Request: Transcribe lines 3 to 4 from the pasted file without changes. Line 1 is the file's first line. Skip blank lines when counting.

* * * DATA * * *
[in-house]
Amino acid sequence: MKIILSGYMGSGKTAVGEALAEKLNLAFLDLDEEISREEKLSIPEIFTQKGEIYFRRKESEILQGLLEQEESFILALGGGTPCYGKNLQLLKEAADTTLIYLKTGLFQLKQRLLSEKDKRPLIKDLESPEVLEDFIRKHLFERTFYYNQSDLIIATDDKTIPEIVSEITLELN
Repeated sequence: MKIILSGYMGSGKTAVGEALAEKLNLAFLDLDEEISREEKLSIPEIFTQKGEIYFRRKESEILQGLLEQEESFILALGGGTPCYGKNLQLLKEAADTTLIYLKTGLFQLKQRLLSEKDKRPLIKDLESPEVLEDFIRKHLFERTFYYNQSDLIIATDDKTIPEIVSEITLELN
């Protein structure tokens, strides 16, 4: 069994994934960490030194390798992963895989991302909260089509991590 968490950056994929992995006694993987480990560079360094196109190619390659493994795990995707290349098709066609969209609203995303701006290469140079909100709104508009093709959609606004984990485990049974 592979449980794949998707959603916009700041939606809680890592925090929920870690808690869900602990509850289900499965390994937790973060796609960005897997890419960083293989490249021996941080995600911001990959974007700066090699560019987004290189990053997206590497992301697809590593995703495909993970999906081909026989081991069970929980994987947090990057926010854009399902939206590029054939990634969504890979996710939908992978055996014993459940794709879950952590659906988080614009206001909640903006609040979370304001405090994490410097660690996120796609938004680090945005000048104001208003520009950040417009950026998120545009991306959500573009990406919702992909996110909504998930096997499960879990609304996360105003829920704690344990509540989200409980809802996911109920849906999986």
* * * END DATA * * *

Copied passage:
Repeated sequence: MKIILSGYMGSGKTAVGEALAEKLNLAFLDLDEEISREEKLSIPEIFTQKGEIYFRRKESEILQGLLEQEESFILALGGGTPCYGKNLQLLKEAADTTLIYLKTGLFQLKQRLLSEKDKRPLIKDLESPEVLEDFIRKHLFERTFYYNQSDLIIATDDKTIPEIVSEITLELN
């Protein structure tokens, strides 16, 4: 069994994934960490030194390798992963895989991302909260089509991590 968490950056994929992995006694993987480990560079360094196109190619390659493994795990995707290349098709066609969209609203995303701006290469140079909100709104508009093709959609606004984990485990049974 592979449980794949998707959603916009700041939606809680890592925090929920870690808690869900602990509850289900499965390994937790973060796609960005897997890419960083293989490249021996941080995600911001990959974007700066090699560019987004290189990053997206590497992301697809590593995703495909993970999906081909026989081991069970929980994987947090990057926010854009399902939206590029054939990634969504890979996710939908992978055996014993459940794709879950952590659906988080614009206001909640903006609040979370304001405090994490410097660690996120796609938004680090945005000048104001208003520009950040417009950026998120545009991306959500573009990406919702992909996110909504998930096997499960879990609304996360105003829920704690344990509540989200409980809802996911109920849906999986």